Harvests, Feasts, and Graves: Postcultural Consciousness in Contemporary Papua New Guinea

Cornell University Press

Harvests, Feasts, and Graves is an ethnographic investigation of how people in one Papua New Guinea society, called Auhelawa, question the meaning of social forms, and through this questioning seek paths to establish a new sense of their collective self. You can order a paperback or hardback copy now at Cornell University Press’s web site. […]

Kinship with God: Indigenous Christianity in an Amazonian World (Review)

Marginalia: A Los Angeles Review of Books Channel

In her latest book, Praying and Preying, cultural anthropologist Aparecida Vilaça examines how the Wari’, an indigenous society of Amazonia, became Evangelical Christians, and what they discovered about Christianity that Western missionaries did not know. For many years, Vilaça has conducted ethnographic research among Wari’, whose villages lie in reservations in the Pacaás Novos river […]

Fieldwork photos from Normanby Island, eleven years later

Opa Haimanu, a member and lay preacher in the Sowala United Church, leaves the church building after the Sunday tapwalolo (worship) service on November 12, 2006. My first trip to Papua New Guinea was in 2004. On that trip, I ended up in Kurada on Normanby Island in Milne Bay Province and stayed for seven […]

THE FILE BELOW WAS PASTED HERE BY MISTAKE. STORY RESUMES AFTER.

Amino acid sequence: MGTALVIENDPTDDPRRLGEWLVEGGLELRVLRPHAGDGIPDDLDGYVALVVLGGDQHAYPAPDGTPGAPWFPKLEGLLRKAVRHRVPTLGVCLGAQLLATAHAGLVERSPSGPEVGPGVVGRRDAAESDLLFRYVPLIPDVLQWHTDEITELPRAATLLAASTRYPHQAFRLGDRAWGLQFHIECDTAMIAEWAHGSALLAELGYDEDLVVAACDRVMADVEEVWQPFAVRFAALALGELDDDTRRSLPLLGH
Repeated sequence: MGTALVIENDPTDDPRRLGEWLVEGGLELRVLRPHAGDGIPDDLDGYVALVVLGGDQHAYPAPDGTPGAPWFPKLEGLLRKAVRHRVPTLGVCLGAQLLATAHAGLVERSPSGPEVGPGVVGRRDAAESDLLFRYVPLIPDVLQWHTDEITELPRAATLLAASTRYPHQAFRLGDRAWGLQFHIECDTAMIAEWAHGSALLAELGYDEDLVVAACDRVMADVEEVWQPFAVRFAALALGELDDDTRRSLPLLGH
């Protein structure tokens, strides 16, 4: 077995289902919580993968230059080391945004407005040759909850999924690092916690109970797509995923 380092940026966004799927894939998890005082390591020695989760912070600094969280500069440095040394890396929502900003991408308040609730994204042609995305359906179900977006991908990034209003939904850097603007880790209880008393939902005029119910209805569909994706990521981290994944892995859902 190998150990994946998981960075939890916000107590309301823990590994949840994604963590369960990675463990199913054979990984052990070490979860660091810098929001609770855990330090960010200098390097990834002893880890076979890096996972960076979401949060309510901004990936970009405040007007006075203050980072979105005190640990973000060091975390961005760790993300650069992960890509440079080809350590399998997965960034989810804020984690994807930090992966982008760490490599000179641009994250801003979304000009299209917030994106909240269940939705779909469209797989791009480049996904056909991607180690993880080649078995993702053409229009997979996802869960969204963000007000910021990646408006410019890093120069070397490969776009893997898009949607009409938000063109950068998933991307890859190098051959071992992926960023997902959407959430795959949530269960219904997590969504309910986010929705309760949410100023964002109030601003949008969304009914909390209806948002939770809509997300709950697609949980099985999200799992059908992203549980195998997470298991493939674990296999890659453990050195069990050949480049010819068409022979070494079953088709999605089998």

“Tapwaroro is true”: Indigenous voice and the heteroglossia of Methodist missionary translation in British New Guinea

Journal of Linguistic Anthropology 26(3): 259-277

In the semiotic ideology of many Christian discursive practices, it is assumed that any language can convey the same message of salvation, and any person is capable of true belief, no matter how it is expressed. Evangelism, especially by Western missions, thus centers on translating Christian texts into vernacular languages. This article considers these understandings […]

A society divided: Death, personhood, and Christianity in Auhelawa, Papua New Guinea

HAU: Journal of Ethnographic Theory 5(1): 317-337

Christianity invites one to consider it as an antisocial and disembedding force, in particular as hostile to tradition and hostile to collective modes of life. Colonial-era evangelists to Papua New Guinea (PNG) called on people to break traditional rules and, in their words, come out of the darkness. It has thus been productive to examine […]

Haus Man, Haus Krai: The Politics of Cosmology in Papua New Guinea

The campaign against sorcery in PNG continues For now nearly two years, groups in Papua New Guinea (PNG) and abroad have been campaigning to end the killing and torture of women accused of sorcery. Recently, grassroots organizations in provincial centres have taken up the cause in earnest, and brought renewed international attention to the matter. […]